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Ferrari

Ferrari cars

The Ferrari F40 and the F50 are the two models that preceded the famous Enzo supercar, and they lived very different lives. Most car nuts consider the F40 one of the greatest supercars ever built, whereas the F50 — the F40’s successor — was not nearly as well respected because it was not nearly the car that the F40 was. Allow us to be the first to tell you that this old thought is complete hogwash, and we’ll tell you why.

The F40 and F50 were on the cusp of supercars heading into a plusher realm, where leather seating, clean finishes and features were starting to become a concern for buyers. The F40 so happened to remain on the balls-to-the-wall side of the fence, and the F50 fell on the more refined side. Don’t get us wrong, the F50 was no slouch, with its 513-horsepower, V-12 engine behind the seats, but its extra heft and relative lack of low-end torque kept it from being the driver’s car that the 471-horsepower F40 was.

Now, you don’t have to take our word for it, we’ll let respected, educated and somewhat insane Chris Harris take you on a quick tour of both cars. Judging by the glee in his voice, he was rather pleased by both models...

Ferrari has a lot riding on the LaFerrari supercar . As the brand’s new halo model and the successor to the legendary Enzo , the LaFerrari is being developed with the intention of turning it into one of the most prized hypercars in the market today.

So you can excuse Ferrari for testing its new pride and joy to the limit at its Fiorano test track. It’s highly important for the automaker to ensure that the LaFerrari is in tip-top shape when production finally starts, and episodes like the supercar’s recent brake failure are all par for the course.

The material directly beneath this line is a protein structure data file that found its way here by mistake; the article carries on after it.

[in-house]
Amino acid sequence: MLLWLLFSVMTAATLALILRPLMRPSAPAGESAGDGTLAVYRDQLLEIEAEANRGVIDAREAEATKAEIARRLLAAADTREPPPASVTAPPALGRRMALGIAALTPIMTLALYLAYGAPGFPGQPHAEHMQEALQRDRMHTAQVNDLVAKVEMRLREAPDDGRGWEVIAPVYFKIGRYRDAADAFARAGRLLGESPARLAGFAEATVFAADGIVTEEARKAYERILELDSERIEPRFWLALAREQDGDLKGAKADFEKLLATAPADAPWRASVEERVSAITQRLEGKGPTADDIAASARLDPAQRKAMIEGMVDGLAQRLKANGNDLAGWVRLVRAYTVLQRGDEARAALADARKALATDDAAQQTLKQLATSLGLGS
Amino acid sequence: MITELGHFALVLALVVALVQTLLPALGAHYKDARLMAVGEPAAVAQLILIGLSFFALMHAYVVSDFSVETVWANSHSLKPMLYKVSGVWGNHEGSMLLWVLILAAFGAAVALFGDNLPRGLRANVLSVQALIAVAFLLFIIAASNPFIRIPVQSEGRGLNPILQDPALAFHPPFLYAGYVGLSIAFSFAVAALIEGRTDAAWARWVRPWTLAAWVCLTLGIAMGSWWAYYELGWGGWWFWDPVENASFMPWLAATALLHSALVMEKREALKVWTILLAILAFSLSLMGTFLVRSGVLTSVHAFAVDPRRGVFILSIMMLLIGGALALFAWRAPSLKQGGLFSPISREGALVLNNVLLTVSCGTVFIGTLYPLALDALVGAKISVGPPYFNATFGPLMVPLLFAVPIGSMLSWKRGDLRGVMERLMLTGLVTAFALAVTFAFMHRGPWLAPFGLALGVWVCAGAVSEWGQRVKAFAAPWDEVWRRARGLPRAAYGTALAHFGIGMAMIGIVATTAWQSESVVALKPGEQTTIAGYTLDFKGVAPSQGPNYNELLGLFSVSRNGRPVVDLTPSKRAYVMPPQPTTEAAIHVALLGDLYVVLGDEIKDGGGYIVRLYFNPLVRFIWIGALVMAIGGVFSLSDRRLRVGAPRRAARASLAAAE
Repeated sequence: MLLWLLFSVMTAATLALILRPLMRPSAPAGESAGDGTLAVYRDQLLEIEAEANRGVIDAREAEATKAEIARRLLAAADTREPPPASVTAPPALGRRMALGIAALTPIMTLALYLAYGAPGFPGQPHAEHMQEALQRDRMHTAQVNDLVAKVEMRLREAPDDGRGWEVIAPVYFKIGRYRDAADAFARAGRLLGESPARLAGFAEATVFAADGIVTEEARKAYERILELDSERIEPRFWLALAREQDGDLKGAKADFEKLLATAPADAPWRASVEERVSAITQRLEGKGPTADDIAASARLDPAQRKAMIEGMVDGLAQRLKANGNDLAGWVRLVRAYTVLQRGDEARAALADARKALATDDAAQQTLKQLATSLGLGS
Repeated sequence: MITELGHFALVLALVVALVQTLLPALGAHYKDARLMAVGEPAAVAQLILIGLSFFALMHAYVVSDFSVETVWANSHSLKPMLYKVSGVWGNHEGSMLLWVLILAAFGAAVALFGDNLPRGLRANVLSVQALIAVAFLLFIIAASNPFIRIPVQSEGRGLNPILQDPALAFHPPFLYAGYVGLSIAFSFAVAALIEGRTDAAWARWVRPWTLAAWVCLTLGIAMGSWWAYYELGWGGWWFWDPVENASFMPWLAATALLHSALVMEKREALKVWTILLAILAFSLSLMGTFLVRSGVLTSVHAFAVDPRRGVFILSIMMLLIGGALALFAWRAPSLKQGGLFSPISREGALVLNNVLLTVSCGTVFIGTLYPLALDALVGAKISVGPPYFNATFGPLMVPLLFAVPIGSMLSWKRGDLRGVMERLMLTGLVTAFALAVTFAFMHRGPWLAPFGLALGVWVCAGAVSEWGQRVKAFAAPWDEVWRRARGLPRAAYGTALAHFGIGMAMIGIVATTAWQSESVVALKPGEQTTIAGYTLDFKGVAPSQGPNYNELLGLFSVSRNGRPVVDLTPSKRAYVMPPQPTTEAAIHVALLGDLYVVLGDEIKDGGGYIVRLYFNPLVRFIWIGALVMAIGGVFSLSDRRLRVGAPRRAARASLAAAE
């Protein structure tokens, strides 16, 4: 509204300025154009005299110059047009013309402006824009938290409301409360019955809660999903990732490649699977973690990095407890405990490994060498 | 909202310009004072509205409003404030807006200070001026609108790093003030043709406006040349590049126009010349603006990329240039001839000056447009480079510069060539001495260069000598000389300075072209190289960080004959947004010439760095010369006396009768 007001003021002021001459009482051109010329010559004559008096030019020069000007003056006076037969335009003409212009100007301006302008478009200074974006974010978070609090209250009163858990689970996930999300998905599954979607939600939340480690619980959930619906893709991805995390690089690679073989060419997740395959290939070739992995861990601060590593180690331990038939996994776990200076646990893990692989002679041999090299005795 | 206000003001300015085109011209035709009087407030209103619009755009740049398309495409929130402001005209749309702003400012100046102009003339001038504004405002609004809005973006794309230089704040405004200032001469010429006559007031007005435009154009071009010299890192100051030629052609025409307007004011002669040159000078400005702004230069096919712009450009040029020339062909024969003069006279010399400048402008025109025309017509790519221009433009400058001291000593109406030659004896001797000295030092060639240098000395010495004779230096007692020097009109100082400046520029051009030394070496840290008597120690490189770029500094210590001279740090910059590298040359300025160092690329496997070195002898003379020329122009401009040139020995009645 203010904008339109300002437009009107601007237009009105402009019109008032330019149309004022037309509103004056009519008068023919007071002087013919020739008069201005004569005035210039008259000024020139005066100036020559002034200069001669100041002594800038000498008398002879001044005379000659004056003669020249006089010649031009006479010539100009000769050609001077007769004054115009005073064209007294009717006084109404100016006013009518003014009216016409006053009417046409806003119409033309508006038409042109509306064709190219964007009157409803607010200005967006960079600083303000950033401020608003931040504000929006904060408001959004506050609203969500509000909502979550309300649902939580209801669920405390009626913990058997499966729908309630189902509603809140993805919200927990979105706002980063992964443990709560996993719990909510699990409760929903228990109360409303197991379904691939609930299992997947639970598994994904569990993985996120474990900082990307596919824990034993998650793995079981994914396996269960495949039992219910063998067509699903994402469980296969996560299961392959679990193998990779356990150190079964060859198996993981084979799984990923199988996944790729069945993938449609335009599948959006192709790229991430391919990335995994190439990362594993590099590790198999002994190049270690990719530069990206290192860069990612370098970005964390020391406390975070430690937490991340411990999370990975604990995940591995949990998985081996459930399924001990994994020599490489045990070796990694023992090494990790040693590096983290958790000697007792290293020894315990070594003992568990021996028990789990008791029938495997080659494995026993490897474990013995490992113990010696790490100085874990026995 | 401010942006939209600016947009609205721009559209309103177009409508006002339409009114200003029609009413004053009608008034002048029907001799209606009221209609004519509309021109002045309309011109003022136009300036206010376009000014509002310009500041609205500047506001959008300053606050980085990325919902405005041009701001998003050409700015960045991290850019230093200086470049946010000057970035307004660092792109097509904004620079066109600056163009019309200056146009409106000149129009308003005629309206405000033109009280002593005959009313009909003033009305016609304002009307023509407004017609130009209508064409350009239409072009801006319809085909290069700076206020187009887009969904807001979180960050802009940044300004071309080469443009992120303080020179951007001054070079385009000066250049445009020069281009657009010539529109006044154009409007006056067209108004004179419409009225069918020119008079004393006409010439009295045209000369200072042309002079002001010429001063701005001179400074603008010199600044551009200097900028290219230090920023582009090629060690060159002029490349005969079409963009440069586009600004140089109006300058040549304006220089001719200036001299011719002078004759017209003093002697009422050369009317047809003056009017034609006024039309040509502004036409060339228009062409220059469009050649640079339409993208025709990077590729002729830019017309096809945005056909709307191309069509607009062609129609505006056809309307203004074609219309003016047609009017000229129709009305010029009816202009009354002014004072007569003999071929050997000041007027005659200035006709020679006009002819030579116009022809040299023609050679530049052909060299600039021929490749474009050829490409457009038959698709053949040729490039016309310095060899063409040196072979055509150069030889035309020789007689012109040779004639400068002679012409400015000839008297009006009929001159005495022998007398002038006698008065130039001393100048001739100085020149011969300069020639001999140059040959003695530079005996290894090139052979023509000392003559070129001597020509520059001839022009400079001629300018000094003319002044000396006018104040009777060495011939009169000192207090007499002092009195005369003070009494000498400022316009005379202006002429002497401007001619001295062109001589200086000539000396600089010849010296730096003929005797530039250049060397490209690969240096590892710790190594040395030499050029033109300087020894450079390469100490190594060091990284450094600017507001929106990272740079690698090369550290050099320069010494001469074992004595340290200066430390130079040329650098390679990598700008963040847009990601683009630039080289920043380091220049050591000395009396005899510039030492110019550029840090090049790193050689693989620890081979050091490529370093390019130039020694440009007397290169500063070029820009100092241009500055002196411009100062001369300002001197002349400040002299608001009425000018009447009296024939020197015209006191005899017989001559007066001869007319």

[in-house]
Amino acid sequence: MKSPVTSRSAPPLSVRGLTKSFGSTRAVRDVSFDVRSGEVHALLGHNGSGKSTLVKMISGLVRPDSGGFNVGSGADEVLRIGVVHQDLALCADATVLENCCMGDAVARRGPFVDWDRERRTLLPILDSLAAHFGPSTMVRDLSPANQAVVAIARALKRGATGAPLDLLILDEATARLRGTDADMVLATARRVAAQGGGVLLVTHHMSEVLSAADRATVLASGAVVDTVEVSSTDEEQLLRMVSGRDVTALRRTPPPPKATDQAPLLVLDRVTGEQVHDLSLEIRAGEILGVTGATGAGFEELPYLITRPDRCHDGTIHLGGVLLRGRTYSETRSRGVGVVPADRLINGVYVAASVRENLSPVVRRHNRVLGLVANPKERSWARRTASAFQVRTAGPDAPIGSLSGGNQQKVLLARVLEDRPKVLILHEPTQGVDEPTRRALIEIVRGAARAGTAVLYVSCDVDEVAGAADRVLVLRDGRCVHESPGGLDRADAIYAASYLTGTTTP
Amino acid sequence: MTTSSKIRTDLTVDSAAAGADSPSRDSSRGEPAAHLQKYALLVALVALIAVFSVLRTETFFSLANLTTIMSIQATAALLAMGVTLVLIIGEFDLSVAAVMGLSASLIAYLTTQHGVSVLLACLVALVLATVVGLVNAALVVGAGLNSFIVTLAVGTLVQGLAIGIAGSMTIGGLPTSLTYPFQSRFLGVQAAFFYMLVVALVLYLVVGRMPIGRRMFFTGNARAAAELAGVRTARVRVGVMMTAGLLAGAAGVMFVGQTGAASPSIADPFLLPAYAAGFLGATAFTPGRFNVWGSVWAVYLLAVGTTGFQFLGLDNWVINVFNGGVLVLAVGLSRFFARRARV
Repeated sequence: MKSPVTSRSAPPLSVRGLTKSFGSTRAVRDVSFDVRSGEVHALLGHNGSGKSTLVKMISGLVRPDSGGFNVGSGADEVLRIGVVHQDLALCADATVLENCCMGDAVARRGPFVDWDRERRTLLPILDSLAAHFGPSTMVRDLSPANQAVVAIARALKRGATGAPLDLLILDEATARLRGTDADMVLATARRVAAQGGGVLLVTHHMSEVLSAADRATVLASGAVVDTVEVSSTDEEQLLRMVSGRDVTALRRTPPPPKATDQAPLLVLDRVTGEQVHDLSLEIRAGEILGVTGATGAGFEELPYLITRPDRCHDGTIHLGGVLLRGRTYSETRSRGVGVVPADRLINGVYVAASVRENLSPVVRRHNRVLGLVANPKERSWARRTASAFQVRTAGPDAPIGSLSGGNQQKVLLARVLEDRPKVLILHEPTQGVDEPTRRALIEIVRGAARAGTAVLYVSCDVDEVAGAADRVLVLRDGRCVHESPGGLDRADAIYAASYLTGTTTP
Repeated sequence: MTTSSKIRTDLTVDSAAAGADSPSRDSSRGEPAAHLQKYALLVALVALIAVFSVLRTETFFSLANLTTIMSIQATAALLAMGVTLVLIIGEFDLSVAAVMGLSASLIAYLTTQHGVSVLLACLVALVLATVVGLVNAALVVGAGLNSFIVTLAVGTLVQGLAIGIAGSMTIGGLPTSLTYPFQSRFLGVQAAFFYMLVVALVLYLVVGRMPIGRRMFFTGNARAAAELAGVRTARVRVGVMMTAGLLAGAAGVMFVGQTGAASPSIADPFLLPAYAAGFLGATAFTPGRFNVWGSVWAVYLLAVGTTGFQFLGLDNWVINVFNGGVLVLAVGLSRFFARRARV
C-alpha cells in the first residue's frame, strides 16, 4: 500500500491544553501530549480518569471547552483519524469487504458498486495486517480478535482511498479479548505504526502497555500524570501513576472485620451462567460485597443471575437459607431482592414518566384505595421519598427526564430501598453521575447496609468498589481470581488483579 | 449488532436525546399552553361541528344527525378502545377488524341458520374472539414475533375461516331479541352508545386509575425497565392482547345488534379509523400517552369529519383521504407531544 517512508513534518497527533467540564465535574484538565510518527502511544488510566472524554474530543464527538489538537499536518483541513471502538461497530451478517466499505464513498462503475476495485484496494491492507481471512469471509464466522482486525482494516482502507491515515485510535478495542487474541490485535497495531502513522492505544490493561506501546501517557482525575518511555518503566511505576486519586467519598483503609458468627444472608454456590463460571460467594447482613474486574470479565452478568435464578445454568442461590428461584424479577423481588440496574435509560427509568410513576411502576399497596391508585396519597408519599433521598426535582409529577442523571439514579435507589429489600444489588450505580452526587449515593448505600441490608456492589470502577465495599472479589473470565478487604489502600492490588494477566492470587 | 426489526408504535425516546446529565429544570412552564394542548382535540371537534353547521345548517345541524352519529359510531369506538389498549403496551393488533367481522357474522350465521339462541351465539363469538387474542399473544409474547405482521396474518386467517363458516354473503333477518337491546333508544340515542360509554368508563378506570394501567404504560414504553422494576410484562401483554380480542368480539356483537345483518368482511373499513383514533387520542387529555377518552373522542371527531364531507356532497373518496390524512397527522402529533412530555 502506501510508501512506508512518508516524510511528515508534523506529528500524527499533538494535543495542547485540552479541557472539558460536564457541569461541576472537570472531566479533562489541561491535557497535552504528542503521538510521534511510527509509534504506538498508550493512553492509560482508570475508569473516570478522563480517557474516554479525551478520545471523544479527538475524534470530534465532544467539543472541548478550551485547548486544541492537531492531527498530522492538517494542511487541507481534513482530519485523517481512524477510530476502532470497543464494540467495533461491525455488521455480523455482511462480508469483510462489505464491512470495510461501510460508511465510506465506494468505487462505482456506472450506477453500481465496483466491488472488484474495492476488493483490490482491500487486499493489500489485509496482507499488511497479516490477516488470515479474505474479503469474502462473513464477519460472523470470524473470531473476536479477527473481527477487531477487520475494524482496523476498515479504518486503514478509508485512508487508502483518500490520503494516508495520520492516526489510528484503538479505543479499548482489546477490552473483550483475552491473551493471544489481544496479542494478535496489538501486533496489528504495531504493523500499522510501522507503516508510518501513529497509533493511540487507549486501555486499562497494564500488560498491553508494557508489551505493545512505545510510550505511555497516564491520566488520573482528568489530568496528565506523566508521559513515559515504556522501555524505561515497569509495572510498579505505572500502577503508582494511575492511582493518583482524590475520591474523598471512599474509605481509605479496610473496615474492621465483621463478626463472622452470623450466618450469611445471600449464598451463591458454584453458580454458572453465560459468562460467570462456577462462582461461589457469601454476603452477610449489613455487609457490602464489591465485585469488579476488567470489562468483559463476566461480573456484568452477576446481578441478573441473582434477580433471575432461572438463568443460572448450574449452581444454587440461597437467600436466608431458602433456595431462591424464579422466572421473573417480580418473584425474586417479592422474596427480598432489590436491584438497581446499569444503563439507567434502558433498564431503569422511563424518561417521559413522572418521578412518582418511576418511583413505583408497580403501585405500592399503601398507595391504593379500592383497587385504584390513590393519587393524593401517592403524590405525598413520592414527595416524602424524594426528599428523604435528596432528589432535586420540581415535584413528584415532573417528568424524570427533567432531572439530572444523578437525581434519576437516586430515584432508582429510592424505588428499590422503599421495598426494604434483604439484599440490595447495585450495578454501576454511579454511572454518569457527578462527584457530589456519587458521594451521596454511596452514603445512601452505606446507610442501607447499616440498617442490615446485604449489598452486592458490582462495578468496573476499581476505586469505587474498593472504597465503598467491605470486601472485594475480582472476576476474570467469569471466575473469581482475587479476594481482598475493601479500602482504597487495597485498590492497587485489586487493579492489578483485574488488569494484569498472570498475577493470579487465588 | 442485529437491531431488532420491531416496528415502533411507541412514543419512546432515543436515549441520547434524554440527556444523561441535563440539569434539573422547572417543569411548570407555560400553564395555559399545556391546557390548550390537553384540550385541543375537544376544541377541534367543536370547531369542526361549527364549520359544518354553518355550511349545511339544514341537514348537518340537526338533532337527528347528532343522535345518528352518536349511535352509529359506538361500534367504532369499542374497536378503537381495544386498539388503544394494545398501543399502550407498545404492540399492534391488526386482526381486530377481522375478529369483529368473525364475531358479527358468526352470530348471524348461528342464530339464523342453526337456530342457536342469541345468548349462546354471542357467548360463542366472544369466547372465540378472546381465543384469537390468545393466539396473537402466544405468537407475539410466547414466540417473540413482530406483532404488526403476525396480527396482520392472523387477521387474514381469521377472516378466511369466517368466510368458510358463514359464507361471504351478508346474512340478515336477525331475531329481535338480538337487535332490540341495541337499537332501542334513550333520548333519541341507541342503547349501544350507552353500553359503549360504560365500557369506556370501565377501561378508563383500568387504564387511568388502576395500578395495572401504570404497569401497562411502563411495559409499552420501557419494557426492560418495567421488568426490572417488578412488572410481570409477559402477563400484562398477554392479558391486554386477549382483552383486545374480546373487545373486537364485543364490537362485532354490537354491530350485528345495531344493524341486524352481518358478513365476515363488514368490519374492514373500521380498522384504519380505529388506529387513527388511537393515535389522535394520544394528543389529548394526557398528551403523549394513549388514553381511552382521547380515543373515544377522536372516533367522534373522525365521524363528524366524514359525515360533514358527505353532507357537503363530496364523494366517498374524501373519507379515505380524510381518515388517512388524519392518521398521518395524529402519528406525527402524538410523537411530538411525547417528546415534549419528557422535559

It’s still an embarrassing sight to see a LaFerrari conk out during its testing run — that’s probably why the company hastily covered the car in a red cloth to hide its identity — but we all have to understand that Ferrari would much rather see its exotic lose it under its watch than when a buyer angrily calling to tell the company that the LaFerrari was a piece of junk.

It’s a case of having the right perspective in situations like this. So when you see the LaFerrari lose its brake like how this fan managed to capture to it on video, it’s probably something that Ferrari wouldn’t mind seeing so that it can work out all of the supercar’s kinks before sending off all 499 models for the expected million-dollar price tag it will command.

Click past the jump to read about the Ferrari LaFerrari

Posted on by TB +  

The record-shattering $27 million dollar auction price of the ultra-rare 1967 Ferrari 275 GTB/4*S NART Spider is making waves through the entire classic car scene.

Never before has such a late-model Ferrari earned such totals - which are typically the preserve of the 250 series from pre-1964.

What makes this gorgeous Ferrari so much more valuable than the thousands of other classic Ferrari’s seeking new homes? How did the price of this single model nearly double the $14 million dollar average price - excluding this giant total - when any of these 10 cherished models have changed hands in the past?